Bittersweet emotion for Tipperary exile Colin O’Riordan

Colin O’Riordan admits he went through the whole range of emotions watching Tipperary book their place in a first All-Ireland SFC semi-final since 1935.

The Premier County’s AFL export with the Sydney Swans was naturally elated to watch his former colleagues seal a sensational Croke Park quarter-final success against Galway but sad too he wasn’t there to share in the joy.

O’Riordan watched the nine-point victory on his iPad in the early hours of the morning. The game threw in at 1am Sydney time and O’Riordan had his alarm set for 12.55 before settling down in his bed to watch the seismic events unfold.

The 20-year-old smiled: “I watched it all, watched it in bed at home on GAAGO.

“The final whistle blew and honestly, tears started rolling down my face.

“You think the strangest things. I’d go as far as to say I was the happiest man in the world when I saw the game but then you start staring at the ceiling, it dawns on you that you grew up with these lads and that you’d love to be there.

“It wasn’t easy, I did shed a few tears and I’ve no problem saying that. It’s a weird kind of emotion, so happy and to be honest, sad at the same time.

“I can’t really put it into words but, at the end of the day, I’m a proud Tipp man and I want them to succeed and reap the rewards for the effort they’re putting in.”

O’Riordan, a 2011 All- Ireland minor medallist and captain of last year’s Munster U21 winning crop, had no fears about Tipp’s ability to adapt to uncharted territory – as they bounced into Croke Park to produce a blistering display.

“You have lads on that team who haven’t lost a game at Croke Park – hurling or football. It’s a huge stadium and an unreal stadium but it’s only unreal when you win. I read somewhere that was Galway player Shane Walsh’s seventh time playing there and he hasn’t won there.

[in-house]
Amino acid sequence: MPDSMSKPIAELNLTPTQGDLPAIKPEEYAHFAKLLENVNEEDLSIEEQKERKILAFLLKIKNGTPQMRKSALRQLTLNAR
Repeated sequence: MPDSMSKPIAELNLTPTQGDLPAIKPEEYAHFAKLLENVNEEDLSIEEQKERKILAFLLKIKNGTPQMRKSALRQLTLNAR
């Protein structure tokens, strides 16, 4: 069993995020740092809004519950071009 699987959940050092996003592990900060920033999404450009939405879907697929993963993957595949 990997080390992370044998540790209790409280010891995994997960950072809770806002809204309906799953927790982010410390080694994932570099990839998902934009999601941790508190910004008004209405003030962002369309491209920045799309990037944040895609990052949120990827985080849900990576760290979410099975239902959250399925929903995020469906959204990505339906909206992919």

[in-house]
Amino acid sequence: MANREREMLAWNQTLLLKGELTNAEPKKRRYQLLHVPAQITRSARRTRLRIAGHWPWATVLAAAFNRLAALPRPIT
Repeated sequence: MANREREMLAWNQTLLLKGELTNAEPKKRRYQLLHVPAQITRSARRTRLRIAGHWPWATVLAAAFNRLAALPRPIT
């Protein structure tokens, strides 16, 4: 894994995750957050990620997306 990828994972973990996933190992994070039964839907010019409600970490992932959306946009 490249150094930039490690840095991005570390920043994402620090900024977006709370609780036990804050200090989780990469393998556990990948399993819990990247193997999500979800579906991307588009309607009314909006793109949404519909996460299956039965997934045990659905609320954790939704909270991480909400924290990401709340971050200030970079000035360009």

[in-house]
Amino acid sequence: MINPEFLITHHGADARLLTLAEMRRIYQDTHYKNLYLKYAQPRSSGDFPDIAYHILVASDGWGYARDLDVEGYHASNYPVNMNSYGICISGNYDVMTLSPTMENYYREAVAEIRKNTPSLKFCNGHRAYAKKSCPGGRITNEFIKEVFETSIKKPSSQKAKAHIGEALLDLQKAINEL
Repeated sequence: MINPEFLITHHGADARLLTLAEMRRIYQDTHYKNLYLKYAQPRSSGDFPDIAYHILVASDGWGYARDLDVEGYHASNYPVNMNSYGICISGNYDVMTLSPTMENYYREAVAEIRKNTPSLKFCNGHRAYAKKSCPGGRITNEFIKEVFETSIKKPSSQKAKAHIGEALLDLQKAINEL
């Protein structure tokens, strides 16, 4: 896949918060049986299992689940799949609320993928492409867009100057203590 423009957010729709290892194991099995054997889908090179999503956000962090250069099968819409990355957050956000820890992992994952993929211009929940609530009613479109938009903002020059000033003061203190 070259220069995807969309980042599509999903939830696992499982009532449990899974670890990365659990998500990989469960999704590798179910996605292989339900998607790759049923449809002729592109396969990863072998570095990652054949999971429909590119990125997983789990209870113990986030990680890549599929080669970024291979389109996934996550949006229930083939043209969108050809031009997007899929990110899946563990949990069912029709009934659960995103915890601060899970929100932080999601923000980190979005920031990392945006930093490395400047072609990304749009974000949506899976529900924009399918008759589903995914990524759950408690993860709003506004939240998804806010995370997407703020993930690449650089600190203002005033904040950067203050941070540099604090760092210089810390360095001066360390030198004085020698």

“But we have lads who played there seven or eight times and won every game.

“It’s a massive advantage for us and the whole fear factor in Croke Park is made up to be something it’s not.

“Underage and up along, we’ve shown we play our best football in Croke Park. “It’s just a matter of getting there.”

Tipp hero Philip Austin, a relative veteran at 30 in a young team, hailed the maturity of his younger teammates. “They’re used to playing on the big stage and they push the rest of us. There’s a lot of leaders on the team, leaders in every line and when you’re looking around the field and you’re out on your feet a little bit, you’re looking for leaders and they stand up then to be heard.”

Austin added: “I think our style of play suited us. We were more economical with the ball which meant we had to do less running. We were doing a lot of kick-passing, which we were trying to do. It worked for us and we didn’t have to cover as much ground but there was a lot of ground to be covered all the same. There were a lot of lads out on their feet.”

Tipp hit Galway time and time again with strike runners from deep, as Austin, Peter Acheson, Bill Maher, Robbie Kiely and Jimmy Feehan cut through the massed ranks.

Austin said: “That’s what we go training for, to practice these styles of play. When it finally comes to fruition, it’s great to see, it’s marvellous really. We’ve line-breakers all through the field and everybody pops the ball off to the man.

“Everybody has great trust in the player they’re playing beside and they’re fighting for them. You can ask for no more, really.”

Austin has backed Tipp’s backroom staff to have their homework done ahead of a semi-final clash with Tyrone or Mayo on August 21.

“We’ll enjoy ourselves for the next couple of days and then we’ll reassess next weekend after we see the game (quarter-final).

“We have a great backroom staff and they do unbelievable video analysis. We’ll go and train and they’ll have everything picked out for us. They’ll have a game-plan in position and we’ll see what we can do.”

O’Riordan sees no reason why Tipperary can’t go any further this season.

“It’s the year of the underdog, hopefully. Obviously, Mayo or Tyrone is another big challenge but Galway did Mayo in Connacht and it’s inches between every team. If a team gets a run on you, you’re in trouble but we have nothing to fear.”

Unfortunately, he doesn’t think he’ll make it home for the semi-final due to club commitments.

“I don’t think so, to be honest, unless things go pear-shaped in the club. But I’ll be glued to the game. I bought The Sunday Game highlights so that I could watch what they said at night-time as well.

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